learning and correctly applying machine
learning techniques in their own research
(Domingos, 2012).
2. Selection versus configuration: In line with
the aforementioned, applying machine
learning techniques confronts users with
many degrees of freedom in how to assemble
and configure a learning system. One
example of this is the fact that algorithm
performance is largely determined by
parameter settings, these settings are specific
for each class of algorithm. However, in
practice end users usually do not have
enough knowledge on how to find optimal
parameter settings (Yoo et al., 2012). Many
users leave the parameters to their default
settings and base algorithm selection on
reputation and / or intuitive appeal (Thornton
et al., 2013). This may lead to researchers
using underperforming algorithms and
gaining suboptimal results.
3. Accuracy versus transparency: Concerning
the creation of models: ML shows that
currently there is a trade-off to be had
between accuracy and transparency (Kamwa
et al., 2012). In practice this means that
algorithms which yield a high amount of
insight into the data do not perform as well as
their non-transparent (black box) counterparts
and the other way around.
In order to get a better grip on these challenges, we
propose a meta-algorithmic modelling approach,
which we define as follows:
Meta-Algorithmic Modelling (MAM) is an
engineering discipline where sequences of
algorithm selection and configuration activities
are specified deterministically for performing
analytical tasks based on problem-specific data
input characteristics and process preferences.
MAM as a discipline is inspired by Method
Engineering, “the engineering discipline to design,
construct and adapt methods, techniques and tools
for the development of information systems”
(Brinkkemper, 1996). In related work, Simke (2013)
describes a reusable, broadly-applicable set of
design patterns to empower intelligent system
architects. Finally, MAM also conceptually
resembles the Theory of Inventive Problem Solving
(TRIZ), a method for creative design thinking and
real problem solving, partly due to its “Meta-
Algorithm of Invention” (Orloff, 2016).
The strategic goal of MAM is to provide highly
understandable and deterministic method fragments
i.e. activity recipes—to guide application domain
experts without in-depth ML expertise step-by-step
through an optimized ML process following Vleugel
et al. (2010) and Pachidi and Spruit (2015), among
others, based on the Design Science Research
approach (Hevner et al., 2004). We thereby promote
reuse of state-of-the-art ML knowledge and best
practices in the appropriate application of ML
techniques, whilst at the same time provide
information on how to cope with challenges like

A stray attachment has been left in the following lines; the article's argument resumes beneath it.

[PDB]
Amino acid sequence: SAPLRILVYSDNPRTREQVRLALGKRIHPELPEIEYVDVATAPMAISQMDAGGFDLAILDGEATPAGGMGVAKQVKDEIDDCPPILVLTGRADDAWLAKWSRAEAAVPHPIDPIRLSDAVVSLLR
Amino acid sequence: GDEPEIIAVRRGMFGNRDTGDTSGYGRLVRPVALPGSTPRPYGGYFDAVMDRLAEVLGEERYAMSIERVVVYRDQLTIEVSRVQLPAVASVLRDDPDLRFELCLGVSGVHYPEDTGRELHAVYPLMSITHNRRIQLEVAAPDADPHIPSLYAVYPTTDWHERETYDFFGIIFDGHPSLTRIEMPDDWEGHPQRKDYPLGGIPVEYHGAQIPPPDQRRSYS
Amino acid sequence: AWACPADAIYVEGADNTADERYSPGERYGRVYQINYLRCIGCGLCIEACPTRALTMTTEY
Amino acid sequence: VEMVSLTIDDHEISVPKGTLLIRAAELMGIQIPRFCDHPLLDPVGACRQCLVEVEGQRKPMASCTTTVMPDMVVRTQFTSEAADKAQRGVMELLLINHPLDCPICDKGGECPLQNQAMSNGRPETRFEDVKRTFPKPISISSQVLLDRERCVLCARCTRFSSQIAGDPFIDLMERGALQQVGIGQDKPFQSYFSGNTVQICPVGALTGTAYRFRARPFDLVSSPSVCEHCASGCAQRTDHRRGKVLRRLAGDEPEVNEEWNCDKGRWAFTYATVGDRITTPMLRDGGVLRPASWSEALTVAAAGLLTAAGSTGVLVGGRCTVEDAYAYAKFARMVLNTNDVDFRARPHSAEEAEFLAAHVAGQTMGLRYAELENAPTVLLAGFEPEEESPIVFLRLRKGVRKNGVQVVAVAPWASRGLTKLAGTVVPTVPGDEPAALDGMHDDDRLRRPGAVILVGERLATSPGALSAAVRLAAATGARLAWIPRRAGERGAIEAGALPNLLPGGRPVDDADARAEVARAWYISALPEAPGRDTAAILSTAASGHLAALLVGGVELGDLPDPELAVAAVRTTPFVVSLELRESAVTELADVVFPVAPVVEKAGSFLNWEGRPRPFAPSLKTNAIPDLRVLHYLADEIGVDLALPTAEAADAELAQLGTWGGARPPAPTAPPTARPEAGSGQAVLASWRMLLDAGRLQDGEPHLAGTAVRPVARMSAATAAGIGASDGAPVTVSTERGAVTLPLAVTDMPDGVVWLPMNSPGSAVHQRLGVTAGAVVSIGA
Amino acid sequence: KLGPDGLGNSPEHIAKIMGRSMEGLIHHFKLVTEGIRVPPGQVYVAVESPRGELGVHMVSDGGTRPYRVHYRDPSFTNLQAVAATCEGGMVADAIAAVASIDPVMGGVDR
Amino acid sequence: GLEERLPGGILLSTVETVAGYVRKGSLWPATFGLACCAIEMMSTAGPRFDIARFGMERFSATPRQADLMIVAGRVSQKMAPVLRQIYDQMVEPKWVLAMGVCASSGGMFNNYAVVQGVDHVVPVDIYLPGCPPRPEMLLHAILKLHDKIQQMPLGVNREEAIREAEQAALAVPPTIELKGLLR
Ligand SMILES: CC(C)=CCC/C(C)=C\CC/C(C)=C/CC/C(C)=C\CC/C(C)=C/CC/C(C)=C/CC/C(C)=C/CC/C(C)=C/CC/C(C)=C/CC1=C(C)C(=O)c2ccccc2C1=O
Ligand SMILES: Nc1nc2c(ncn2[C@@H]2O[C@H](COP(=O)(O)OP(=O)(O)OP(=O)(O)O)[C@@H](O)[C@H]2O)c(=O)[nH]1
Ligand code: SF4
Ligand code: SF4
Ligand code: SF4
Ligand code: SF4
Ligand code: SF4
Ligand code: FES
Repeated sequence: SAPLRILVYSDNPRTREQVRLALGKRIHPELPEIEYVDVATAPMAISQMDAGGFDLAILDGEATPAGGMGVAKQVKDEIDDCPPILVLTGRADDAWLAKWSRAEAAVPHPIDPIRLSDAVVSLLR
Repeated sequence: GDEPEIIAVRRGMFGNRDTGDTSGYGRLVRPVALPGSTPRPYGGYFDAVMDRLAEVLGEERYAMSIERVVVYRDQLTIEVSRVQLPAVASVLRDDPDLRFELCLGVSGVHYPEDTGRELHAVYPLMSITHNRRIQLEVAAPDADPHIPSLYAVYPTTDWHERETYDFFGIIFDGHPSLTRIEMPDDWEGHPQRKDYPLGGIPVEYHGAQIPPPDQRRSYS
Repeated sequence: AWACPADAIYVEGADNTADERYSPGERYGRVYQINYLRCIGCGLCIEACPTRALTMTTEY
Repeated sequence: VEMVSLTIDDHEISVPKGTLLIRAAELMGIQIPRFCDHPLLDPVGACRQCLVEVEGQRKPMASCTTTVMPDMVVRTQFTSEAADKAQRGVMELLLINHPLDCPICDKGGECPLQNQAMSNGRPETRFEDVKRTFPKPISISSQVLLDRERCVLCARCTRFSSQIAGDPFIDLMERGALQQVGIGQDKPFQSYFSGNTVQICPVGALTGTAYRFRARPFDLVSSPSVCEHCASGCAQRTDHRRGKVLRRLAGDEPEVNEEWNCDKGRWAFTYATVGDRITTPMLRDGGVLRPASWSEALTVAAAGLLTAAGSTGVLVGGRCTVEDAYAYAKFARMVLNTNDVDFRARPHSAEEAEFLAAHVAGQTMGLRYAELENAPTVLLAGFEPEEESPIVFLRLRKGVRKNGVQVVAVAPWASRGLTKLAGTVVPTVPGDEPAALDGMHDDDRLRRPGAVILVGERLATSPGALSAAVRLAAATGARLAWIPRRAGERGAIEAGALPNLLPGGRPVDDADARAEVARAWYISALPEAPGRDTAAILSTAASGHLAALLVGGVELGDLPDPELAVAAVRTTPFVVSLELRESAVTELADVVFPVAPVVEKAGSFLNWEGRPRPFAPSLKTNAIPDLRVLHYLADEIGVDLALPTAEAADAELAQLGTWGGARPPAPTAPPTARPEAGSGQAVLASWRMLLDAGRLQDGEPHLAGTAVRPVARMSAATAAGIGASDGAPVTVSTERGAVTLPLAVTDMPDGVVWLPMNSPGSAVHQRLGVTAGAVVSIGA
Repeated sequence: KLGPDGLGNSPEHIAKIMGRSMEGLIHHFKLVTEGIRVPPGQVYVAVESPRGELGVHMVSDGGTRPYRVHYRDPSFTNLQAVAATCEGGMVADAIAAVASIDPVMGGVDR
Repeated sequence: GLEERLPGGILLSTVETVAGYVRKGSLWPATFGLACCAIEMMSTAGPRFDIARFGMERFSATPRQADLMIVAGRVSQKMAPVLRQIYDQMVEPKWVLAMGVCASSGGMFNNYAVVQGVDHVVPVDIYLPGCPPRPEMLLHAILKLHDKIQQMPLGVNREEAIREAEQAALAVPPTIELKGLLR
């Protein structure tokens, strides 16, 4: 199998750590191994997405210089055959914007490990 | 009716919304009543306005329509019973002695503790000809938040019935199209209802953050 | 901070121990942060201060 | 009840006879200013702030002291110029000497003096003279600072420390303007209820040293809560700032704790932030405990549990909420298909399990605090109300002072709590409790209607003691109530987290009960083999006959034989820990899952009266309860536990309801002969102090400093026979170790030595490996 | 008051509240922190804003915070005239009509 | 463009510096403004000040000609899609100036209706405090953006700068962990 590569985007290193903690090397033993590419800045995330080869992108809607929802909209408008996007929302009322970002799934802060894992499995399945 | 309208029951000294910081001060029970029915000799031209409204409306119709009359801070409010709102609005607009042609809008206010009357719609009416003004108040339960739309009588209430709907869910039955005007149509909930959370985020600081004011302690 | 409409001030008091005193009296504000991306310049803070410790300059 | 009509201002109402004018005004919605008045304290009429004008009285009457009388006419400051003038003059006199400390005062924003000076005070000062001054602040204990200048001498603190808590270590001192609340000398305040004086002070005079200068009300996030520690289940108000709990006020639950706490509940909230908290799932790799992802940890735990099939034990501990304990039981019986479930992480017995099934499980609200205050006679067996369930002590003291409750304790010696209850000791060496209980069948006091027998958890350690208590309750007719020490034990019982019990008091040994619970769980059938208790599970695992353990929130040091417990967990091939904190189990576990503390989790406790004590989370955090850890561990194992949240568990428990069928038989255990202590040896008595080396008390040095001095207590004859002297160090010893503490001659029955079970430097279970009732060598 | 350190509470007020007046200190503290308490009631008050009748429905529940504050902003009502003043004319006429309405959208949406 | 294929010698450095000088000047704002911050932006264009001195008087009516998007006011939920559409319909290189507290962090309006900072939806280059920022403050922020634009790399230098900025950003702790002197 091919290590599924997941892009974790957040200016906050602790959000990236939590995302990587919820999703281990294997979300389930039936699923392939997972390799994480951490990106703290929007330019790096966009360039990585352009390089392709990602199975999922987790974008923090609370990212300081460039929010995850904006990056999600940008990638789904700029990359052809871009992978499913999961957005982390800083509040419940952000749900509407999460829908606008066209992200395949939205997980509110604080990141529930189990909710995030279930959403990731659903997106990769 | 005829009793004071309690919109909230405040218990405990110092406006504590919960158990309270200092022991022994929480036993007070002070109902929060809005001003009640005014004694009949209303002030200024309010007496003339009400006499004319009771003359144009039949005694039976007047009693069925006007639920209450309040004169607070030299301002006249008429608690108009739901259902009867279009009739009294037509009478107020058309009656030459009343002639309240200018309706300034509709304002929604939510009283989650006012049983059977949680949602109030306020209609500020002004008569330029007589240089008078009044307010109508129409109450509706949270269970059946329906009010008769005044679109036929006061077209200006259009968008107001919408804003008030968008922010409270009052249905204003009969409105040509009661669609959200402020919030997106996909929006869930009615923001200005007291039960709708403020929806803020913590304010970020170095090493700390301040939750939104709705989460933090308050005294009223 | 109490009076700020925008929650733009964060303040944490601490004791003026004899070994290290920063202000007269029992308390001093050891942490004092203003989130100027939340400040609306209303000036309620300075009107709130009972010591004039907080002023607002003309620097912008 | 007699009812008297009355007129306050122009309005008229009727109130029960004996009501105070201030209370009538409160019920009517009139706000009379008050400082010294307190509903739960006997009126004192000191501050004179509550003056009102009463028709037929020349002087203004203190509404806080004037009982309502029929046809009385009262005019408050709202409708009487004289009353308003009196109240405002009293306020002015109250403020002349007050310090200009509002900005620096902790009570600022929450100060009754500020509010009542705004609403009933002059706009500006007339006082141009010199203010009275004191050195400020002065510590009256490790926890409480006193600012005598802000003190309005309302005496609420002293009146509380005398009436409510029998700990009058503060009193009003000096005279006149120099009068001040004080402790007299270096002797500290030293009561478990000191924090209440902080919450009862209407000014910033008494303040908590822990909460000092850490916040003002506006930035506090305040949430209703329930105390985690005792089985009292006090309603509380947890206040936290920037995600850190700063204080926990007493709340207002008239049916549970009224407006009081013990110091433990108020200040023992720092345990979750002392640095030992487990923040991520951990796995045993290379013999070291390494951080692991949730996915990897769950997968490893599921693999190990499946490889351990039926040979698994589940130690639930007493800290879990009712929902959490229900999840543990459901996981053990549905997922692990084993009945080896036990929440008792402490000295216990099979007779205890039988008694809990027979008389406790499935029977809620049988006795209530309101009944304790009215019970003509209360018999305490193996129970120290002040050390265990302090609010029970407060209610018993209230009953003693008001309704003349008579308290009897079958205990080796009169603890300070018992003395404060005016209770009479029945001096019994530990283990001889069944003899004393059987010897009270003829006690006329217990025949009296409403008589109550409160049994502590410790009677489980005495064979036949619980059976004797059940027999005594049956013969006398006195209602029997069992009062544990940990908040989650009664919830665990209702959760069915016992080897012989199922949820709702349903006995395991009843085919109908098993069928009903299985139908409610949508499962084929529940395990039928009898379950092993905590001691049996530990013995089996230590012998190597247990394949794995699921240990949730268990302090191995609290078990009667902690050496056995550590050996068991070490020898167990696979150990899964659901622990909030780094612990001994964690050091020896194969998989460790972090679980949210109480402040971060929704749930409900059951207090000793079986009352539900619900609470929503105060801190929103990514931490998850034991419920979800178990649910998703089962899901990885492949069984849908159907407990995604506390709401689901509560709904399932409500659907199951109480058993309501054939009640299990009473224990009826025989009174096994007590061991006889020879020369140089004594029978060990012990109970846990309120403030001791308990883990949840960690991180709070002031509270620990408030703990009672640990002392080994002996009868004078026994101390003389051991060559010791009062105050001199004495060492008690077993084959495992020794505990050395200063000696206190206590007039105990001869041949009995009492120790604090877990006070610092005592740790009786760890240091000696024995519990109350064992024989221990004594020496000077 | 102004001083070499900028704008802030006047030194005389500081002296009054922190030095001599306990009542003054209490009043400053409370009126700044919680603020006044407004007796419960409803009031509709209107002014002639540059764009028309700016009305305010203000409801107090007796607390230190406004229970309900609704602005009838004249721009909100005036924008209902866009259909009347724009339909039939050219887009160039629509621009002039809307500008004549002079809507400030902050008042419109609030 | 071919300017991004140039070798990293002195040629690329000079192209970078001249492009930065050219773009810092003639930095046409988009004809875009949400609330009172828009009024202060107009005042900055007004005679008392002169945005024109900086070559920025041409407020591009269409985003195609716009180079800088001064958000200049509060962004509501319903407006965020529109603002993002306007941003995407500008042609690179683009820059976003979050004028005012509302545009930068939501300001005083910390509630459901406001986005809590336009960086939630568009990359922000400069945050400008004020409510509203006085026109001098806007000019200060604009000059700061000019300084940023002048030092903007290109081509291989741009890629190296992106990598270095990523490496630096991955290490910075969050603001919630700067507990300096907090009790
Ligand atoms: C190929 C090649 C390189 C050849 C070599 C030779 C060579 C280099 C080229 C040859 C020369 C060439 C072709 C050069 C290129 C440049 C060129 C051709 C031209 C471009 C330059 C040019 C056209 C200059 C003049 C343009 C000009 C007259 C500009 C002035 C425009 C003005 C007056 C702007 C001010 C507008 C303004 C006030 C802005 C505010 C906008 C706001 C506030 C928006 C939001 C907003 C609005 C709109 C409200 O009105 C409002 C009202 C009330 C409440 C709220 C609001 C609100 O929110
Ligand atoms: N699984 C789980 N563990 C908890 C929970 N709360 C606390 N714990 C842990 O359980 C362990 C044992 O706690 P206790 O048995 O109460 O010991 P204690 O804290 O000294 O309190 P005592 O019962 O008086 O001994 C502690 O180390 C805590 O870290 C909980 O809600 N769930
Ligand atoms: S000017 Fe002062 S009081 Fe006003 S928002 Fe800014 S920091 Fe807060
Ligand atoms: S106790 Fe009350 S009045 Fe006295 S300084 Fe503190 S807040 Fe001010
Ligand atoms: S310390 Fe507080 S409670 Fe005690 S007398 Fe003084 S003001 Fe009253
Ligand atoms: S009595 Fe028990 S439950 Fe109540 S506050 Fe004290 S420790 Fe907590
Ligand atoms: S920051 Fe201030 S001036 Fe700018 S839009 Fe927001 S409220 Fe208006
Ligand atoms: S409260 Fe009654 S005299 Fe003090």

parameter optimization and model transparency
(Pachidi et al., 2014).
We argue that this MAM approach aligns especially
Power to the People! - Meta-Algorithmic Modelling in Applied Data Science
well with the Applied Data Science perspective
which we pursue in this research.
By taking into account our problem statement
context above the overarching research question is
formulated as follows:
How can meta-algorithmic modelling as a
domain independent approach in an applied data
science context be operationalised to guide the
process of constructing transparent machine
learning models for possible use by application
domain experts?
We will initially proceed with a limited scope: the
creation of method fragments focused on supervised
machine learning for binary classification tasks on
structured data. This type of machine learning is
concerned with deriving models from (training) data
that are already available. Coincidentally this is one
of the most applied and mature areas within the
machine learning practice (Kotsiantis et al., 2007).
First a theoretical foundation is established on
the subjects of data mining, machine learning and
model transparency. The concepts derived from this
foundation are then grouped using the structure of a
data mining process model. For our purposes we
apply the base structure of the CRISP-DM process
model and group the concepts into the following
phases: data understanding, data preparation, and
modelling & evaluation. Our method fragments will
be composed using the same structure.
In this work we employ method engineering
fragments notation to specify the meta-algorithmic
models. More specifically, we apply the meta-
modelling approach which yields a process-
deliverable diagram (PDD; Weerd et al., 2008). A
PDD consists of two diagrams: the left-hand side
shows an UML activity diagram (processes) and the
right-hand side shows an UML class diagram
(concepts or deliverables). Both diagrams are
integrated and display how the activities are tied to